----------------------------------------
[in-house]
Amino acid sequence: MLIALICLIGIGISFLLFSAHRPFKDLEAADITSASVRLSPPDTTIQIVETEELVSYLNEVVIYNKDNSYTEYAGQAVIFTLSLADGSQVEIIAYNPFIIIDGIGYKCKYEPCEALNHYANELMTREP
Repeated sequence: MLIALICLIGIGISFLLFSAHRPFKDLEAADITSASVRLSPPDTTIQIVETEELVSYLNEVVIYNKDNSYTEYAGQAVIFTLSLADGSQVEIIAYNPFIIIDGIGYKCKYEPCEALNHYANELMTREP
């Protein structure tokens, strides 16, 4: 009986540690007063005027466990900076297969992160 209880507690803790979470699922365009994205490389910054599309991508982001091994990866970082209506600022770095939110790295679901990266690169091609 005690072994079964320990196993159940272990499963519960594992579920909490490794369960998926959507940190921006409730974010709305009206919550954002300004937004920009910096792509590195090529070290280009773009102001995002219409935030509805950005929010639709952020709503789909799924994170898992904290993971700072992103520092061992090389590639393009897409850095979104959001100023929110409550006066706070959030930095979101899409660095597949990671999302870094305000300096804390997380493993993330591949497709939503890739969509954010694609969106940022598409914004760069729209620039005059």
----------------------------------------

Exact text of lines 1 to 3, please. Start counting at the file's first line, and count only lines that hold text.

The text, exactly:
[in-house]
Amino acid sequence: MLIALICLIGIGISFLLFSAHRPFKDLEAADITSASVRLSPPDTTIQIVETEELVSYLNEVVIYNKDNSYTEYAGQAVIFTLSLADGSQVEIIAYNPFIIIDGIGYKCKYEPCEALNHYANELMTREP
Repeated sequence: MLIALICLIGIGISFLLFSAHRPFKDLEAADITSASVRLSPPDTTIQIVETEELVSYLNEVVIYNKDNSYTEYAGQAVIFTLSLADGSQVEIIAYNPFIIIDGIGYKCKYEPCEALNHYANELMTREP